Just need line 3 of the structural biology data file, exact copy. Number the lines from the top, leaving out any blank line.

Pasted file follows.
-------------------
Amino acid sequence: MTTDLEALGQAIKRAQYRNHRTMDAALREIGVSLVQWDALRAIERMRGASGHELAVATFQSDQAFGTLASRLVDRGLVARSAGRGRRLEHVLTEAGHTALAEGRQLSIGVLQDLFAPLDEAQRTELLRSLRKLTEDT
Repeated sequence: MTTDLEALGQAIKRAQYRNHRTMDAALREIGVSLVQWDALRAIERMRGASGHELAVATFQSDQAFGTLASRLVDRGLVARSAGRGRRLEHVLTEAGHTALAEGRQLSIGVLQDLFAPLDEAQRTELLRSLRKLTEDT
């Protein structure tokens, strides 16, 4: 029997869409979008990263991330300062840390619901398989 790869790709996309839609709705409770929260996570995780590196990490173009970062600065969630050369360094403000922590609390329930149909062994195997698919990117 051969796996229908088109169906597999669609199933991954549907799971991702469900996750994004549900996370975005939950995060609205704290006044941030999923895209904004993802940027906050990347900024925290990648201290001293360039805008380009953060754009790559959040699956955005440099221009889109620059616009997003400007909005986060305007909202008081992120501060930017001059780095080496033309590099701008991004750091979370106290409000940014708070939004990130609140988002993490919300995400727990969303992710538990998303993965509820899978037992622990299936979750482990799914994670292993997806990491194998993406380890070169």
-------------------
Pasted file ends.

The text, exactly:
């Protein structure tokens, strides 16, 4: 029997869409979008990263991330300062840390619901398989 790869790709996309839609709705409770929260996570995780590196990490173009970062600065969630050369360094403000922590609390329930149909062994195997698919990117 051969796996229908088109169906597999669609199933991954549907799971991702469900996750994004549900996370975005939950995060609205704290006044941030999923895209904004993802940027906050990347900024925290990648201290001293360039805008380009953060754009790559959040699956955005440099221009889109620059616009997003400007909005986060305007909202008081992120501060930017001059780095080496033309590099701008991004750091979370106290409000940014708070939004990130609140988002993490919300995400727990969303992710538990998303993965509820899978037992622990299936979750482990799914994670292993997806990491194998993406380890070169």